November 5, 2012
Twitter Has A New Way To Deal With DMCA Copyright Notices
Michael Harper for redOrbit.com — Your Universe Online
Twitter users are given 140 characters to say or share whatever they like, with some caveats. For instance, groups suspected of neo-Nazi ties are likely to have their Tweets blocked by Twitter and the German government. In fact, Twitter announced in January they´d given themselves the right to block Tweets from specific countries while keeping it available for the rest of the world.
Previously, when Twitter received a request from a copyright holder to delete a Tweet which contained a link to pirated content, the microblogging service would simply delete the Tweet. The user could then respond to Twitter and argue their position. If they were found to be in the right, Twitter would restore the Tweet. In addition, Twitter would go out of their way to report these requests to have Tweets removed to Chilling Effects, a catalog for all kinds of cease and desist notices.
As outlined in their post on Friday, Twitter will now withhold a Tweet from a user which is suspected of copyright infringement. The user still has the ability to challenge the withholding, and if they are found to be innocent of such copyright violations, the Tweet will be restored.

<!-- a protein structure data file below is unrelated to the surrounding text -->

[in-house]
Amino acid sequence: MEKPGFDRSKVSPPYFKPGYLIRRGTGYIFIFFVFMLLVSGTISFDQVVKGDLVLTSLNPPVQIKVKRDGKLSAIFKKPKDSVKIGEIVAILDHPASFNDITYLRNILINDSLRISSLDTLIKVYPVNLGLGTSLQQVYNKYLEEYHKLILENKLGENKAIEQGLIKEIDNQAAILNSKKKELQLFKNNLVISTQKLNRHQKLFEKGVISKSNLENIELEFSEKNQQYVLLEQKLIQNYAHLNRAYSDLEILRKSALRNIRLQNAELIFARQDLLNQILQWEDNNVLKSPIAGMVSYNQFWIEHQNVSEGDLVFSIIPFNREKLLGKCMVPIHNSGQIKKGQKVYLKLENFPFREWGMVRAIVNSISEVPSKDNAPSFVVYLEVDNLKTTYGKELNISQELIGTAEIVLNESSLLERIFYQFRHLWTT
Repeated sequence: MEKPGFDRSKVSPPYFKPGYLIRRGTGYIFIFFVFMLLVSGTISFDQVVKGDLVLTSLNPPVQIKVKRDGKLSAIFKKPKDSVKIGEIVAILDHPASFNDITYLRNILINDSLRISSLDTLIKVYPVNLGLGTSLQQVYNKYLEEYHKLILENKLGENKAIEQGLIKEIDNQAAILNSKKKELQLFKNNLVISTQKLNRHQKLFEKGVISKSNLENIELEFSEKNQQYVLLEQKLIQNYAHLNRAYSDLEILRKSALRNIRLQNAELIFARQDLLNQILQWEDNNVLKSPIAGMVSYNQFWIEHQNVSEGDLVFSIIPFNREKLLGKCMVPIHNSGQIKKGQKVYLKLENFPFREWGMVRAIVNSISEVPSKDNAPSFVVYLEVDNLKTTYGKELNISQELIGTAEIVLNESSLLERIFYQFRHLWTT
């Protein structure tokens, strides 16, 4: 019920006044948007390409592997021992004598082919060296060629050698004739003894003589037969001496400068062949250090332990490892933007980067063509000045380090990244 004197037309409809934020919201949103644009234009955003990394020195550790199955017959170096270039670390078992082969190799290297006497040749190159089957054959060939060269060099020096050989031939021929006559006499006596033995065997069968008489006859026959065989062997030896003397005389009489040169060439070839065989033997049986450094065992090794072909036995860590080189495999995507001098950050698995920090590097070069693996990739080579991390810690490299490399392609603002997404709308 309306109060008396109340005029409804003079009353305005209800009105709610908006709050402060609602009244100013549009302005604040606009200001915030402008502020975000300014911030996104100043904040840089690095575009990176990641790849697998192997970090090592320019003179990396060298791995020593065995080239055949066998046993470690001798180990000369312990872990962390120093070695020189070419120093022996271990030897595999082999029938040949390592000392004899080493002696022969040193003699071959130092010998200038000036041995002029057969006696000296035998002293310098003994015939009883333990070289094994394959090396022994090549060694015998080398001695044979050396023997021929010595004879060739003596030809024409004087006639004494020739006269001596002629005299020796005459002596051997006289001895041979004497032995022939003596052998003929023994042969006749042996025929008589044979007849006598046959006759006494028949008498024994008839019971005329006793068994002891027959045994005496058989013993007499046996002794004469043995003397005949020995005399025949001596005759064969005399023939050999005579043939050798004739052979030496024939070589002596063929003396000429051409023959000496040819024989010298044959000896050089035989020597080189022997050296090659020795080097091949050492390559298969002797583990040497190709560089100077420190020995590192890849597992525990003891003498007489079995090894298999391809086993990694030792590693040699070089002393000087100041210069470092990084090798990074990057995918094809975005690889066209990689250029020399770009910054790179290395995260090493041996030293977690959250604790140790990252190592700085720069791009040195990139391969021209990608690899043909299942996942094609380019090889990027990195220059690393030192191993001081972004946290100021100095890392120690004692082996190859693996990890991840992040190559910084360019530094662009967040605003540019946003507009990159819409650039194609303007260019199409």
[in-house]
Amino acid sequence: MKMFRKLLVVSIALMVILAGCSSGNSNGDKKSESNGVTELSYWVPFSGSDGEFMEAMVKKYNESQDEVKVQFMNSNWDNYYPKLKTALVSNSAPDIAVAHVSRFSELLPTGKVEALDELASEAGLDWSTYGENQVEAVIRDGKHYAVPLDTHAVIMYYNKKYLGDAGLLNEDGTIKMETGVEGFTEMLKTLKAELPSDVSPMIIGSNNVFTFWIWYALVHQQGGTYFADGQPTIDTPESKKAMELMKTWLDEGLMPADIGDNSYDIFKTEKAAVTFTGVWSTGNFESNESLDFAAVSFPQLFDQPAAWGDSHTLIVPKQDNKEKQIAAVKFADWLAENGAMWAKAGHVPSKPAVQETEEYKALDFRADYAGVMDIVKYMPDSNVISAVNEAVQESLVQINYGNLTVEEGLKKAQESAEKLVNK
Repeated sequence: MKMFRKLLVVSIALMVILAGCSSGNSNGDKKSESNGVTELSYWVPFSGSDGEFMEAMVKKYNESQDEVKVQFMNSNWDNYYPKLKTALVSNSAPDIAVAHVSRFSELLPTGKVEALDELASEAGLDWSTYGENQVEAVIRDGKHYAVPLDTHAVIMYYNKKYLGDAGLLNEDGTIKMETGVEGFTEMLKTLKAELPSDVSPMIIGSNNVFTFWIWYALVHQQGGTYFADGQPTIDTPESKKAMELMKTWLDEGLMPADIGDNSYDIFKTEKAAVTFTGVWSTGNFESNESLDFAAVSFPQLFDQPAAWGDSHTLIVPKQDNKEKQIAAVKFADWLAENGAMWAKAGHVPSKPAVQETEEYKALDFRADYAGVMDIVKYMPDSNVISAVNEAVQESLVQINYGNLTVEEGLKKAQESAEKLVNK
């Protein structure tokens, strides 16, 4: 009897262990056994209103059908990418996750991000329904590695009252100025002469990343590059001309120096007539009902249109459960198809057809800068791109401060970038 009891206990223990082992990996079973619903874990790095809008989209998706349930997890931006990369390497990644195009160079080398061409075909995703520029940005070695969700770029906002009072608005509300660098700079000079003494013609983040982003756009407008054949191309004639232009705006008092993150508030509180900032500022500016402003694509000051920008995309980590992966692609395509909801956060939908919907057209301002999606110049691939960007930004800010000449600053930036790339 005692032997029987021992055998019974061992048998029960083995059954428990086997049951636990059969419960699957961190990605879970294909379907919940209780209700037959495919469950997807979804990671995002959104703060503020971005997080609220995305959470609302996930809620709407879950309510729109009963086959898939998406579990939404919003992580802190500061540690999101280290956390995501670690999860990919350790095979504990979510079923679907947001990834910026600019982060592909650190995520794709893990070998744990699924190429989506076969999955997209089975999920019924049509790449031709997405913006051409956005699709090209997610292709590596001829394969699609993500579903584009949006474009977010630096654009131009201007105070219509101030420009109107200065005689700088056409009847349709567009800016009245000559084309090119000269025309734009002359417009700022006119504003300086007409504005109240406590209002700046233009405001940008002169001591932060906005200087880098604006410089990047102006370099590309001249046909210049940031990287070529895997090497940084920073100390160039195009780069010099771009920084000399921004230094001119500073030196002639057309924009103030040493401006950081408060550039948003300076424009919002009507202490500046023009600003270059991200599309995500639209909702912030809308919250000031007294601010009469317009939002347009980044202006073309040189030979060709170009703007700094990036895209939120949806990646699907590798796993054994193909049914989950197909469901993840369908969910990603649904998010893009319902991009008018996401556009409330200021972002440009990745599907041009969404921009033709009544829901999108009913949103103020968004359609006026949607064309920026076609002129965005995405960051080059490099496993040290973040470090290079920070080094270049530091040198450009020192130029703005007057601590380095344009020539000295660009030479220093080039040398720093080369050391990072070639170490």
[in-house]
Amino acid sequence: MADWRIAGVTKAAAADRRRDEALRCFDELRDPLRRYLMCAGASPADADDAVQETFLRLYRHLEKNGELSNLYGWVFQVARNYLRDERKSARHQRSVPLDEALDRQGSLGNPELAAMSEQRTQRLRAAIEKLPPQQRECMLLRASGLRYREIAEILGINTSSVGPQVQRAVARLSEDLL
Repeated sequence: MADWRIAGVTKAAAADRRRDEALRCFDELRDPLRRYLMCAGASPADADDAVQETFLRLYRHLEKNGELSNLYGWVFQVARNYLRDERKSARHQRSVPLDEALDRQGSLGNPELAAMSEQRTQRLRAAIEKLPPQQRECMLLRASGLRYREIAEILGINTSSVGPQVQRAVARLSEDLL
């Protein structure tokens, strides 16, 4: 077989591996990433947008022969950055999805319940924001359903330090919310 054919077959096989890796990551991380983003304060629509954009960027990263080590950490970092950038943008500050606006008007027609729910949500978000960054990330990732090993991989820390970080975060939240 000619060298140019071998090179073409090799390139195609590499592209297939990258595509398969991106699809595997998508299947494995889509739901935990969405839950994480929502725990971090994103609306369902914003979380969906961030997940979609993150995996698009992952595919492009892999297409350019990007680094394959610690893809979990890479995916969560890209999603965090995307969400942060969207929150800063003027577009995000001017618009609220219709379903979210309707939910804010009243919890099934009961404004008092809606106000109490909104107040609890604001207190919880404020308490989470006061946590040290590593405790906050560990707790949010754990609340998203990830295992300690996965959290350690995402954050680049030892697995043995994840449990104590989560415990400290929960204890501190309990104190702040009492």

A spokesperson for Twitter explained the new system to Gigaom in an emailed statement: “When we get a valid DMCA request, we withhold the tweet until such time as we get (if we ever do) a valid counter-response from the user. In this case, if someone with the permalink tries to navigate to the tweet, they´ll see that it is being withheld for copyright reasons. We also send the requests to Chilling Effects for publication.”
Any media which is posted in a tweet, such as a picture, will also be withheld along with a notice that the copyright holder had issued a report.
By deleting or withholding tweets which may violate copyrights, Twitter is able to steer clear of any lawsuits for providing such a place for piracy. However, Twitter has taken it upon themselves to report each of these requests to Chilling Effects in a sort of “just saying” move. The company is able to effectively stay out of the fray between content holder and violator and merely share the details of what´s happened. However, this could be a difficult activity to keep up, as they announced 4,410 takedown notices in a year last January.
It´s likely this mass amount of DMCA takedown notices spurred Twitter to conclude Friday´s post with a stern warning that filing such a notice or counter notice is “serious business.”
“Please think twice before submitting a claim or counter-notice, especially if you are unsure whether you are the actual rights holder or authorized to act on a rights holder´s behalf,” reads Twitter´s blog post on the matter.
“Please be sure that you are the actual rights holder, or that you have a good faith belief that the material was removed in error, and that you understand the repercussions of submitting a false claim.”